Do Ansoo (1950), a pathetic and tragic tale in which the father’s crime completely ruins the lives of two innocent persons, the mother and the daughter, was the first Silver Jubilee Urdu film of Pakistan. Do Ansoo, starred the romantic pair of Sabiha and Santosh for the first time. It was Sabiha’s second film after her debut in Beli. Another notable film of the year was Beli (1950), which was directed by Masud Pervez and based on his maternal nephew Saadat Hasan Manto’s story anout the perils of the 1947 exodus.

In 1951, Shaukat Hussain Rizvi  produced Chanwey in Punjabi, which was directed by his then wife, Noor Jehan. It was also the first Pakistani film to have been directed by a woman and was the only hit film among the 10 films released in 1951.

Ajay Kumar and Noor Jehan in Dopatta (1952).

Ajay Kumar and Noor Jehan in Dopatta (1952).

Sibtain Fazli’s Dopatta, starring Noor Jehan and Ajay Kumar, was the major hit of 1952. The film was also released in Calcutta, India where it played in nine cinema houses and grossed well at the box office. Its songs, sung by Noor Jehan and brilliantly composed by Feroze Nizami, were hits on both sides of the Wagah rorder.

Anwar Kamal Pasha’s Ghulam, Nazir’s Shehri Babu and Imtiaz Ali Taj’s Gulnar were classic films of 1953.

W.Z. Ahmad’s Roohi had all the ingredients to be the top quality film of the year 1954, but was a major failure at the box office. This came on the heels of the action by the government which banned its exhibition in East Pakistan thinking that the film might promote thoughts repugnant to Pakistan ideology. Anwar Kamal Pasha’s Gumnaam and Daud Chand’s Sassi were the hits of 1954. Sassi was a big budget movie and was filmed around the most picturesque areas of the country. It was the first Golden Jubilee film of Pakistan and established Sabiha as the first superstar, than only a starlet. Gumnaam offered the best in production, direction, script, acting and music. An excellent film about a crazy wife waiting for her husband to return from the war front. The husband never returns but she receives the telegram with a sad news when police takes in the hero for a murder.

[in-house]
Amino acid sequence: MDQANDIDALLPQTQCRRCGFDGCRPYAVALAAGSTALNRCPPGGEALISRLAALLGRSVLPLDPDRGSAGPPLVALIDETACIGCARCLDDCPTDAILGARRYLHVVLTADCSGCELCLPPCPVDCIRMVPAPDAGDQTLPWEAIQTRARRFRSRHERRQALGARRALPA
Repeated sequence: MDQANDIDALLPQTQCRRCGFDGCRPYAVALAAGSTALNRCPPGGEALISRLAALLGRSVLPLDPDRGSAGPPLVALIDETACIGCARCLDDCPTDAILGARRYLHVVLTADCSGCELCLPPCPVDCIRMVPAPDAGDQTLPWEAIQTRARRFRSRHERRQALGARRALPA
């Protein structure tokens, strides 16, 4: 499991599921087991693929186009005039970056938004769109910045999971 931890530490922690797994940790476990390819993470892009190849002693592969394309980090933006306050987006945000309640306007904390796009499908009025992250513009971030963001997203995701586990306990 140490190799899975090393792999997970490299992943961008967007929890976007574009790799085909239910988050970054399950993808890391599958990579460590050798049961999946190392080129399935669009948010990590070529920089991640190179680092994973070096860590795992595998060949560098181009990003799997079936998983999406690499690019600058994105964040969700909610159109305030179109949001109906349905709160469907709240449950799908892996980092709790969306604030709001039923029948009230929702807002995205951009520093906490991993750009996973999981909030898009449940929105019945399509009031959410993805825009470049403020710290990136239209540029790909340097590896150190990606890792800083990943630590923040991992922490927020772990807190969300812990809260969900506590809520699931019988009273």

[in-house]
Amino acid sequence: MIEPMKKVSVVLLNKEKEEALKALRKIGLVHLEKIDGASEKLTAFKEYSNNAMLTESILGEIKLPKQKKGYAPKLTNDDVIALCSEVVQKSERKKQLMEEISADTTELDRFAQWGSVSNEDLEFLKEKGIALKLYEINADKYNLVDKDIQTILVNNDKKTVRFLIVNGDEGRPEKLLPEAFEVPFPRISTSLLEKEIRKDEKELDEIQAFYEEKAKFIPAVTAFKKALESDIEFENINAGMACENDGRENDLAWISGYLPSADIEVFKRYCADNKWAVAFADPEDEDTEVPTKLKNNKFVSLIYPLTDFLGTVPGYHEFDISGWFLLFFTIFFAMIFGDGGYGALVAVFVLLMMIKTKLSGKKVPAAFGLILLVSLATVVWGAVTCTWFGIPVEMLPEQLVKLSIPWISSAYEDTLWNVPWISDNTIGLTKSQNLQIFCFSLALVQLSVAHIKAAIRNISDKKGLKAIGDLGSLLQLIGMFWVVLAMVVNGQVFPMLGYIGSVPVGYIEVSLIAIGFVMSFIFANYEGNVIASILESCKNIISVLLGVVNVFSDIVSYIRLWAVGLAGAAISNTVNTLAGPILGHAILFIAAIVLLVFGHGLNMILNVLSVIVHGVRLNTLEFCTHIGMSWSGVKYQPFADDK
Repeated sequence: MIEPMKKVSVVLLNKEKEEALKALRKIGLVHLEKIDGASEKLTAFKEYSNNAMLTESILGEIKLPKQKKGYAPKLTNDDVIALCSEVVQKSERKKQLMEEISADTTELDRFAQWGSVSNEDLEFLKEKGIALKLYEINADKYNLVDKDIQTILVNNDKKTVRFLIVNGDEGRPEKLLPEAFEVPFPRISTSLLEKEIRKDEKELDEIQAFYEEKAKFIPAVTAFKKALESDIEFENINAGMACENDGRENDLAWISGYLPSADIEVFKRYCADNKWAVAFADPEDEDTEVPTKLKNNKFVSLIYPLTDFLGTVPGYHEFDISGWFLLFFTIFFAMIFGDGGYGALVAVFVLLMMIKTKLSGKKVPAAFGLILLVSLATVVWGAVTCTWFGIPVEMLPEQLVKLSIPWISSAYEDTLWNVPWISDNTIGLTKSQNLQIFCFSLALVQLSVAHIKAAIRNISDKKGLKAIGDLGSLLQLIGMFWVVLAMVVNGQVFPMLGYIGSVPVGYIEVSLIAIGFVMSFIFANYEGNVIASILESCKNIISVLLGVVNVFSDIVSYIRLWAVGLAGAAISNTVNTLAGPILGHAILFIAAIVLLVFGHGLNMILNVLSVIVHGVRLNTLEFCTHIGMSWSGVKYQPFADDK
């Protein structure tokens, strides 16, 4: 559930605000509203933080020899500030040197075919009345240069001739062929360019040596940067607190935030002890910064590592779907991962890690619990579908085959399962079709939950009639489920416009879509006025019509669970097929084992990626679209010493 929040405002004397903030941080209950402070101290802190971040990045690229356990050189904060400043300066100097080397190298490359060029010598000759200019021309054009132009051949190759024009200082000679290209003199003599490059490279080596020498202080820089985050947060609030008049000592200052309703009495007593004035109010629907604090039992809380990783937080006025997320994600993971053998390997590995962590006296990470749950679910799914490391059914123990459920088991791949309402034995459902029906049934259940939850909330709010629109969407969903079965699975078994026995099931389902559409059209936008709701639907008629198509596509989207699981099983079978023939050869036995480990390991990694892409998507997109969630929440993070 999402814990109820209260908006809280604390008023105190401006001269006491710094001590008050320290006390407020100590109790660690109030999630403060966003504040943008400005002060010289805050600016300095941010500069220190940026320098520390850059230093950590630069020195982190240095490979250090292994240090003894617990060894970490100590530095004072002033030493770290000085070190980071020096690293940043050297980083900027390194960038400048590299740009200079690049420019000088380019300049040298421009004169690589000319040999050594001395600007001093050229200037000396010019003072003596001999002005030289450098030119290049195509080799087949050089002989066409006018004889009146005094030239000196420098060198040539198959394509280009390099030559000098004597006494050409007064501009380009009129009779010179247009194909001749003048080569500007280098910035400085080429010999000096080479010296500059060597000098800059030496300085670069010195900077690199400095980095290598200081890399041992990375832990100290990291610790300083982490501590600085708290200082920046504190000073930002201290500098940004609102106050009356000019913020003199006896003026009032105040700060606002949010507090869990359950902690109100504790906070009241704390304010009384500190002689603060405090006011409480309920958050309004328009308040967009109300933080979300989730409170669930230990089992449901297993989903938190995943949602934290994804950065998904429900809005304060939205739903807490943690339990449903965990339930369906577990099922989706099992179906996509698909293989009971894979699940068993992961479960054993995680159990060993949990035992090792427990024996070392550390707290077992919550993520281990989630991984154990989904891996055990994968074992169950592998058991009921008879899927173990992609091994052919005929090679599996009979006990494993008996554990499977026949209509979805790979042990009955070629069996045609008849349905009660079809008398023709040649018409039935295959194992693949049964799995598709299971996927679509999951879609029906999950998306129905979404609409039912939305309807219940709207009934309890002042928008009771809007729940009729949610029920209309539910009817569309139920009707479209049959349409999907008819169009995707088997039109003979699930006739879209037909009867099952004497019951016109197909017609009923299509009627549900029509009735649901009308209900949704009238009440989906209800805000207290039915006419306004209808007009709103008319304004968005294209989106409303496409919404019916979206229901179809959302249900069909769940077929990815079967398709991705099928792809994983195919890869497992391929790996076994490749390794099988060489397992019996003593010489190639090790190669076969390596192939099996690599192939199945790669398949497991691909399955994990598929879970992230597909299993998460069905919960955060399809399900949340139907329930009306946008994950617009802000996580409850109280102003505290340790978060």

1955 saw the release of two classic Urdu films Qatil and Inteqam, directed by Anwar Kamal Pasha with excellent production values. Luqman’s Pattan, Ataullah Shah Hashmi’s Naukar, Nazir’s Heer and M.A. Rashid’s Patey Khan were other hit films of the year. Naukar was a plagiarized version of a Bombay production, Aulad. Swaranlata as maid and Nazir as her husband were at their best in this film.

In 1955, Hollywoods’ Bhowani Junction, starring Ava Gardner and Stewart Granger, was shot in and around Lahore, under the direction of George Cukor. Based on John Masters’ novel, it was set in the post-World War II period, showing the inner conflict of a Eurasian woman, torn between commitment to the country of her birth and her love for a British colonel. MGM’s production is remembered for the striking photography of the location. It was the most prestigious extravaganza ever filmed in Pakistan – Mahmood Zaman, Mushtaq Gazdar, A.R. Slote, Ummer Siddique & Aijaz Gul